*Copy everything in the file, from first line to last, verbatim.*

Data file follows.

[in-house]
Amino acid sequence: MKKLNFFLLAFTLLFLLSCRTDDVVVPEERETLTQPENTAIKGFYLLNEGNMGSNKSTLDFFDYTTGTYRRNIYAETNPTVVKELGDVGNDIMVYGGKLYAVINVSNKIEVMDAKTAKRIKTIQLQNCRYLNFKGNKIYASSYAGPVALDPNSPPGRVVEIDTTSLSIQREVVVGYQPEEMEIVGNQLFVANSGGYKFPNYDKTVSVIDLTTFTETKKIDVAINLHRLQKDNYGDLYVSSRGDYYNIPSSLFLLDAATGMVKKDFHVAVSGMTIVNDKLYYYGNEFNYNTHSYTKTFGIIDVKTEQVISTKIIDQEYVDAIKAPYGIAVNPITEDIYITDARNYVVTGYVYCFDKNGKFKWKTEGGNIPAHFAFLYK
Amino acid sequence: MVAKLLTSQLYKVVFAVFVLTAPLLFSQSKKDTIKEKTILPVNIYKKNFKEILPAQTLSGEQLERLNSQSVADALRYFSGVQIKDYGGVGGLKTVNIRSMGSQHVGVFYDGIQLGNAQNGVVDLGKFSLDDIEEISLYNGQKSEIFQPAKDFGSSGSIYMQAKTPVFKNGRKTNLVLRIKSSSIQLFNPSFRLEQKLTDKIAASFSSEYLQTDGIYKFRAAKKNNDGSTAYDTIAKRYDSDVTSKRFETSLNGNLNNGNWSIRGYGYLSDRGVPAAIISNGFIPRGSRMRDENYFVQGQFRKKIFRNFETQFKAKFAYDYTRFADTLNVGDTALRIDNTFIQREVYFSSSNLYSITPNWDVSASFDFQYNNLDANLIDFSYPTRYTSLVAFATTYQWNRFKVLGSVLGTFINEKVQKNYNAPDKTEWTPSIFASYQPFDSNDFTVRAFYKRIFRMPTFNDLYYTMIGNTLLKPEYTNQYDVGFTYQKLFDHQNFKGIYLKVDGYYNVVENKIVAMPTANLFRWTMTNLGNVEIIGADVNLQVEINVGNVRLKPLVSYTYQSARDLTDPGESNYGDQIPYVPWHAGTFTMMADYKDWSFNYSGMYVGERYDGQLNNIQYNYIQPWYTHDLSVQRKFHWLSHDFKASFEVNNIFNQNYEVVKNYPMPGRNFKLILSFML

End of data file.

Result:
[in-house]
Amino acid sequence: MKKLNFFLLAFTLLFLLSCRTDDVVVPEERETLTQPENTAIKGFYLLNEGNMGSNKSTLDFFDYTTGTYRRNIYAETNPTVVKELGDVGNDIMVYGGKLYAVINVSNKIEVMDAKTAKRIKTIQLQNCRYLNFKGNKIYASSYAGPVALDPNSPPGRVVEIDTTSLSIQREVVVGYQPEEMEIVGNQLFVANSGGYKFPNYDKTVSVIDLTTFTETKKIDVAINLHRLQKDNYGDLYVSSRGDYYNIPSSLFLLDAATGMVKKDFHVAVSGMTIVNDKLYYYGNEFNYNTHSYTKTFGIIDVKTEQVISTKIIDQEYVDAIKAPYGIAVNPITEDIYITDARNYVVTGYVYCFDKNGKFKWKTEGGNIPAHFAFLYK
Amino acid sequence: MVAKLLTSQLYKVVFAVFVLTAPLLFSQSKKDTIKEKTILPVNIYKKNFKEILPAQTLSGEQLERLNSQSVADALRYFSGVQIKDYGGVGGLKTVNIRSMGSQHVGVFYDGIQLGNAQNGVVDLGKFSLDDIEEISLYNGQKSEIFQPAKDFGSSGSIYMQAKTPVFKNGRKTNLVLRIKSSSIQLFNPSFRLEQKLTDKIAASFSSEYLQTDGIYKFRAAKKNNDGSTAYDTIAKRYDSDVTSKRFETSLNGNLNNGNWSIRGYGYLSDRGVPAAIISNGFIPRGSRMRDENYFVQGQFRKKIFRNFETQFKAKFAYDYTRFADTLNVGDTALRIDNTFIQREVYFSSSNLYSITPNWDVSASFDFQYNNLDANLIDFSYPTRYTSLVAFATTYQWNRFKVLGSVLGTFINEKVQKNYNAPDKTEWTPSIFASYQPFDSNDFTVRAFYKRIFRMPTFNDLYYTMIGNTLLKPEYTNQYDVGFTYQKLFDHQNFKGIYLKVDGYYNVVENKIVAMPTANLFRWTMTNLGNVEIIGADVNLQVEINVGNVRLKPLVSYTYQSARDLTDPGESNYGDQIPYVPWHAGTFTMMADYKDWSFNYSGMYVGERYDGQLNNIQYNYIQPWYTHDLSVQRKFHWLSHDFKASFEVNNIFNQNYEVVKNYPMPGRNFKLILSFML